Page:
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The Long Woman

by Kevan Manwaring





When does a story start? With a biplane flying over a battlefield at dawn? With a whistling postman on a creaking bicycle delivering a telegram to a house in Eastbourne? With a box of personal effects? With an engagement ring slipped on to a finger on the eve of the new century? Or before that? The moment of conception? The ghost-trails of ancestors? Or even before that? Before history … The meeting of a magician and a priestess? A curse? Or even further back? To the splitting of light, the birth of shadow? To the death of worlds? The beginning of the universe – the first fracturing of harmony and discord? Now I see it all – time compacted, occupying the same space – all contained within me, within this moment. The shining roads … stretching into the past, present and future. Intersecting alignments of lives, of desires and destinies.

        The winds of the worlds blow. Who can say when they start? Who can disentangle their invisible threads? Who can sing their song?

        I can.                       

        I am a windsmith.

        And this is my song.

        Let me choose a point in time, a place, a person dear to me.

        Let me show you.

        The year it all changed.



                         The Dead of Winter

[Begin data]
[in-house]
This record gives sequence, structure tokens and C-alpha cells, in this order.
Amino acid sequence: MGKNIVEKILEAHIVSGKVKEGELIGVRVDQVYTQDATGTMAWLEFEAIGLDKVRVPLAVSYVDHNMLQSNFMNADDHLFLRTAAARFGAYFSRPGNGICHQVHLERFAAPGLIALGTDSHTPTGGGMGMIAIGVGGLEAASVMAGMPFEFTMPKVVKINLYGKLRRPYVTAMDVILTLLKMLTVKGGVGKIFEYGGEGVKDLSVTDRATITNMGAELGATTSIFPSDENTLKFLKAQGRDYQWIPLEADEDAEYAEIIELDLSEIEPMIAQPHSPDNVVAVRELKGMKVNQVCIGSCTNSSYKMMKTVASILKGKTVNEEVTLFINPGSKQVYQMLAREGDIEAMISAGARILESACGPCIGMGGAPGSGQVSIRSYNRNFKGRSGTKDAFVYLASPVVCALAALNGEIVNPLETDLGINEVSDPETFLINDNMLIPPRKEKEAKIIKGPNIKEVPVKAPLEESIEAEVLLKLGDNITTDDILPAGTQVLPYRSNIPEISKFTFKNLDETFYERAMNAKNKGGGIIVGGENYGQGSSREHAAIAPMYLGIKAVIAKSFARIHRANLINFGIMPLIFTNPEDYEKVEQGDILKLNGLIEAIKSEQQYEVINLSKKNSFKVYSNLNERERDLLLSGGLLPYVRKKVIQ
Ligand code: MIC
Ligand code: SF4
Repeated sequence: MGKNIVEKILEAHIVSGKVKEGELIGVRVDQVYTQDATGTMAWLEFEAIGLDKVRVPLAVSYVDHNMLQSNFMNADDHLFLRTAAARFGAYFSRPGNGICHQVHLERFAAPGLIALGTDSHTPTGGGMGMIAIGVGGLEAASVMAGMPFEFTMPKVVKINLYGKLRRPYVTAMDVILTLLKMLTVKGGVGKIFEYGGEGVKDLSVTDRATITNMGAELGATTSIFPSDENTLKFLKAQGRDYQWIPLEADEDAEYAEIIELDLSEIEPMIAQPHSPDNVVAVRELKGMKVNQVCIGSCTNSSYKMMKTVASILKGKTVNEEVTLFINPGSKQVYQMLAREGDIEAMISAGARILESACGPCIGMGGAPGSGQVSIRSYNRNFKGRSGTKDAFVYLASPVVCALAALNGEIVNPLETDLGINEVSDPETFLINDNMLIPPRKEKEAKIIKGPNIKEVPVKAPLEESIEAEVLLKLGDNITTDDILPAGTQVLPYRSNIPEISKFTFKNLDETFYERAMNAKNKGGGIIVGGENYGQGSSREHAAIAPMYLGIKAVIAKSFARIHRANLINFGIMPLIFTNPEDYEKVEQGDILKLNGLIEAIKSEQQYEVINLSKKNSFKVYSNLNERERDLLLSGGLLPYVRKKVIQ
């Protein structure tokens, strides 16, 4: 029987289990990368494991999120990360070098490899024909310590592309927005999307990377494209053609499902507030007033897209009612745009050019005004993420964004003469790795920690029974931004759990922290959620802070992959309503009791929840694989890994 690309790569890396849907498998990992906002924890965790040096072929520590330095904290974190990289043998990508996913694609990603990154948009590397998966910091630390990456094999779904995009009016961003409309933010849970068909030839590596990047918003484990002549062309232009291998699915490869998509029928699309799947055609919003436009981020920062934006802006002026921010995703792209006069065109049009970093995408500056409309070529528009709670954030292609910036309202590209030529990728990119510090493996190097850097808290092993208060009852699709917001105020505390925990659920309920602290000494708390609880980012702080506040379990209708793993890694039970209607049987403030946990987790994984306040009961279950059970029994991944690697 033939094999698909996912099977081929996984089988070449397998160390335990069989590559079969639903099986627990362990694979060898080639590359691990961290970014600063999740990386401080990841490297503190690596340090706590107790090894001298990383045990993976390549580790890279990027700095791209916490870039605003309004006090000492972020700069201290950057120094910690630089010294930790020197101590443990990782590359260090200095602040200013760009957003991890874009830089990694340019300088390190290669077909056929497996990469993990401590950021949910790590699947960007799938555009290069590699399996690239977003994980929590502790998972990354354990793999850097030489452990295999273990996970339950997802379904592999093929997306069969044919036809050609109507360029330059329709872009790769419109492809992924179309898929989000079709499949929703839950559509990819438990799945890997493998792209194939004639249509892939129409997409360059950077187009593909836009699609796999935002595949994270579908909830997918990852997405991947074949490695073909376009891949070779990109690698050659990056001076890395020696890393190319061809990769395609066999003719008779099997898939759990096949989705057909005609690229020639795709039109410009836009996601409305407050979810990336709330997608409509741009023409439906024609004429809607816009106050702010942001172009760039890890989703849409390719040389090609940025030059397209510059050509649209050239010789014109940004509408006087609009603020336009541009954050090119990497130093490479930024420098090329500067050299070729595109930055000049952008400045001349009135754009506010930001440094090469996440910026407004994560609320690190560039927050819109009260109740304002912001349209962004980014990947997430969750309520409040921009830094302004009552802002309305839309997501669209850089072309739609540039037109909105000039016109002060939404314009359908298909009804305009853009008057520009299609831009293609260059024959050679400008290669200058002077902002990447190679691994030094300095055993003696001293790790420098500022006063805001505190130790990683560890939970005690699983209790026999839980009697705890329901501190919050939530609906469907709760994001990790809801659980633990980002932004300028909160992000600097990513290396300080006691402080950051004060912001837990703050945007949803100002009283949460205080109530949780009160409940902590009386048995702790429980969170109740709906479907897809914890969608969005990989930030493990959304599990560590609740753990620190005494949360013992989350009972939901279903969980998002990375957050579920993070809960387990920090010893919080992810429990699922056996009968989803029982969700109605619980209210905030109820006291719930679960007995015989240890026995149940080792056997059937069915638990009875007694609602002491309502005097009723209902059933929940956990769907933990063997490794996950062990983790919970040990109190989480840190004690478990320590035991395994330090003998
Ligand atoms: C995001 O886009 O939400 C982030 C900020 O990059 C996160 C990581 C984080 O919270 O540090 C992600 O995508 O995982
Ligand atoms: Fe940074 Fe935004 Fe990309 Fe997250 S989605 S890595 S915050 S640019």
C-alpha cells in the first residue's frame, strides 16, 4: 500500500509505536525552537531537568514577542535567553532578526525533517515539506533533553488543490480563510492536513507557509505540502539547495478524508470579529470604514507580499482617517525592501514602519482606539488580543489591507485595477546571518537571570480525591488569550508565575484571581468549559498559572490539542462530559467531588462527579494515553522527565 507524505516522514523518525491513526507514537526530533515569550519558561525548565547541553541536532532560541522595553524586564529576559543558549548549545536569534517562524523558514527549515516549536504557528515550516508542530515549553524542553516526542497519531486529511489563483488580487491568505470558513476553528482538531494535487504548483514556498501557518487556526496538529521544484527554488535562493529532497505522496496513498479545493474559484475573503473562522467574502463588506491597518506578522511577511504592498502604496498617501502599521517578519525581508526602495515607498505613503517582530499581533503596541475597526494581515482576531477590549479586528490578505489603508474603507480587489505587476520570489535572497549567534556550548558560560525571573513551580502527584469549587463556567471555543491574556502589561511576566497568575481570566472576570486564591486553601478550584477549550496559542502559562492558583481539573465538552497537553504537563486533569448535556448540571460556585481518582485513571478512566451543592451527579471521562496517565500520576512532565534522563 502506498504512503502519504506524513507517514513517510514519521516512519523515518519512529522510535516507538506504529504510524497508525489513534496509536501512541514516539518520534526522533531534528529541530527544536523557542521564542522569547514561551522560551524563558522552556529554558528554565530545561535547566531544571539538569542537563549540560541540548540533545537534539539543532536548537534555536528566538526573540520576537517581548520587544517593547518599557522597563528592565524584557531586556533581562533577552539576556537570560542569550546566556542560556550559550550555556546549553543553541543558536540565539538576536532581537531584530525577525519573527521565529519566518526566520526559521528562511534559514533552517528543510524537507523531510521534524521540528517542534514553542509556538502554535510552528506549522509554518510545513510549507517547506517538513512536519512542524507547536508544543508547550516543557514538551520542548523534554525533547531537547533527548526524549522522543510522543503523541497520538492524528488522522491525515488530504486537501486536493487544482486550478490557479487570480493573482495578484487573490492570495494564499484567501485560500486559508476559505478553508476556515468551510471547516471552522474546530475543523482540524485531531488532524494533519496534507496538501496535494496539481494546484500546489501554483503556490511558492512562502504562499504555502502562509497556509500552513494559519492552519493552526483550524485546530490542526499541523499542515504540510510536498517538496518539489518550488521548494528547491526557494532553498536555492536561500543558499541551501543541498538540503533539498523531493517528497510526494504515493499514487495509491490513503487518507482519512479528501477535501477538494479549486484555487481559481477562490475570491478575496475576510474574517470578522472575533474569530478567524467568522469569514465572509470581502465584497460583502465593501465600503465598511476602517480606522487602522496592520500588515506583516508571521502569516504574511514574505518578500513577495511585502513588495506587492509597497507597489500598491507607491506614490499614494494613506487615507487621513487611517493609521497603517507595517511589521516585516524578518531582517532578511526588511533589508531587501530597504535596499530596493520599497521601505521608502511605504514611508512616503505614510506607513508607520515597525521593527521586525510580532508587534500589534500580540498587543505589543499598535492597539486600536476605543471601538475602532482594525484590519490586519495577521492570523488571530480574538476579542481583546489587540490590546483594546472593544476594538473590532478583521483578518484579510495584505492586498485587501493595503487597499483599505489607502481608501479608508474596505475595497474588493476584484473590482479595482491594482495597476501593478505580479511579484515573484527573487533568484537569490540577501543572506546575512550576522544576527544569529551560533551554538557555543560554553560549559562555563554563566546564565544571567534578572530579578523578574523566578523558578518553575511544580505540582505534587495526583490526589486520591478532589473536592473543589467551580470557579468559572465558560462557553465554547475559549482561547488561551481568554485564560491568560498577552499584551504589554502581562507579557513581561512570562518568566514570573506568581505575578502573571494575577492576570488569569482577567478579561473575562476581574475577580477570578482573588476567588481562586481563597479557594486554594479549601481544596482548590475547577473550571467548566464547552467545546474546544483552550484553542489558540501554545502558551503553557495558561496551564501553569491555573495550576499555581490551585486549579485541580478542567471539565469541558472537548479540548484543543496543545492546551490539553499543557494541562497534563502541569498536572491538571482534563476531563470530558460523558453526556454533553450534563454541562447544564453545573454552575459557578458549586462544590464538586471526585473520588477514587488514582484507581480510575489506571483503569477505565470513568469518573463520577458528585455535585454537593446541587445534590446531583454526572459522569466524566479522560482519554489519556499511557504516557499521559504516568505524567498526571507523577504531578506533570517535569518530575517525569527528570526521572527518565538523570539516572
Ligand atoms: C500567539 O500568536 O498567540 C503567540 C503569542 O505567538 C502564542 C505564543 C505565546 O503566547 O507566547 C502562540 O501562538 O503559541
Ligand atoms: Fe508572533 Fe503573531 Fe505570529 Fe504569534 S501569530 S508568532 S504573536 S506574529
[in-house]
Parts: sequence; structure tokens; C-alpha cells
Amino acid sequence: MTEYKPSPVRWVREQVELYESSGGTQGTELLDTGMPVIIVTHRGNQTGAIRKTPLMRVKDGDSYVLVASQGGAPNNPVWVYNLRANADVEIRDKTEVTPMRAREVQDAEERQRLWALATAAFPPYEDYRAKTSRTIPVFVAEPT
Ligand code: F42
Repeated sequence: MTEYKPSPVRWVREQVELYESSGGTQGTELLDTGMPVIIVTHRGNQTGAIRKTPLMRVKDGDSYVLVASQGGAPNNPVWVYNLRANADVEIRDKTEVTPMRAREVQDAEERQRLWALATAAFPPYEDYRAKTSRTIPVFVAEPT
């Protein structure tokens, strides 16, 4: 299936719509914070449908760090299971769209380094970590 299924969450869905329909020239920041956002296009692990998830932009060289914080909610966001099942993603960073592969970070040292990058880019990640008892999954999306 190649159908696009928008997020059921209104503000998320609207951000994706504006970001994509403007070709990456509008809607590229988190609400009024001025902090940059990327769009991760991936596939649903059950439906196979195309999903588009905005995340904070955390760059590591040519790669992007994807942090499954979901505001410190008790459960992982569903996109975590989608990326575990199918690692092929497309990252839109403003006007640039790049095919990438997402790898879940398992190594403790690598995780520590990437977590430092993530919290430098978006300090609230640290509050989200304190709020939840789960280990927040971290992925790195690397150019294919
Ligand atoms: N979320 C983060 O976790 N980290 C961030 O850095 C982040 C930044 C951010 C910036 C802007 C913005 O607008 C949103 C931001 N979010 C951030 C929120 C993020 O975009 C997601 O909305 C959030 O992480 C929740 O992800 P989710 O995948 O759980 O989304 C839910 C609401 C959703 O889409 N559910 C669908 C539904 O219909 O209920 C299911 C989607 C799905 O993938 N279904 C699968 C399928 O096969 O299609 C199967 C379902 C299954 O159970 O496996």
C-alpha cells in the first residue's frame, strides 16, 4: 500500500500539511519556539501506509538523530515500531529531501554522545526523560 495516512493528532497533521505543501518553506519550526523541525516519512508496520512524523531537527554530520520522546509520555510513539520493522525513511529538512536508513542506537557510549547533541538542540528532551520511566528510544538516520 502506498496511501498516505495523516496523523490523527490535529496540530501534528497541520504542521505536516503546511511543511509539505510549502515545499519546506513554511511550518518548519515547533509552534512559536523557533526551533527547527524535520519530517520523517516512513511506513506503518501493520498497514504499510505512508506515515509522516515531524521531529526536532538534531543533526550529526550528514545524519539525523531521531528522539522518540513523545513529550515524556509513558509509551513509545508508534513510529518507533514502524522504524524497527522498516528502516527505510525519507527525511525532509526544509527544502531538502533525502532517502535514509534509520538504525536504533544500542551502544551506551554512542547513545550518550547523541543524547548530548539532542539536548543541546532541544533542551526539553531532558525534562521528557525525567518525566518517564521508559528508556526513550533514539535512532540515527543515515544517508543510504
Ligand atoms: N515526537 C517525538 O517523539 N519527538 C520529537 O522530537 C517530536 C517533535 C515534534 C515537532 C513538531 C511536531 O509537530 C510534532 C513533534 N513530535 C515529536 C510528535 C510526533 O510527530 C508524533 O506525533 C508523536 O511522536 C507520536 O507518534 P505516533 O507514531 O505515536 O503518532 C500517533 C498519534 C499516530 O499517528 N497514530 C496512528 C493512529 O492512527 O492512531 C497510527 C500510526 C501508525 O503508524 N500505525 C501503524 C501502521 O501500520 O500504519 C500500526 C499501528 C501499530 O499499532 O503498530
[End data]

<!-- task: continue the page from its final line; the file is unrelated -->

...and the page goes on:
31 December 1922, Paddington Station


Maud Kerne sat down in the waiting room, an hour early as always for the 10.30 a.m. London to Penzance. Like a scratched ‘78’ she took the journey always at the same time of year – the limbo between Christmas and New Year’s Day. Time to kill in the hangover of the twenty-fifth, the glamour of the season faded with the false sentiment, smiles dropped like pine needles on the carpet.

        Life roared around her, but it seemed far away.

        Like a gas lamp turned low, Maud had withdrawn into herself, and if the others waiting to depart had not been so preoccupied or torpid they might have been unnerved by the sullen statue in their midst. The pariah.

        A woman alone.

        The sounds of the vast station echoed around her, volume modulated by the opening and closing of the frosted door. Through the window of the waiting room she saw the cathedral-like iron arches that reached overhead like a tree canopy or cage; an iron cage. A wonder of its age they had called it, or perhaps the belly of the whale for all the lost souls on life’s road. But not Maud – oh no, she knew exactly where she was going. She should do: it was a journey she had taken many times before, in honour of her husband, commemorating their first trip to Glastonbury in 1900 when he had proposed to her on the Tor. It was her pilgrimage to him, her way of remembering; not that she had ever forgotten. The events of that summer in 1914 were engraved on her mind like the hot metal of a press.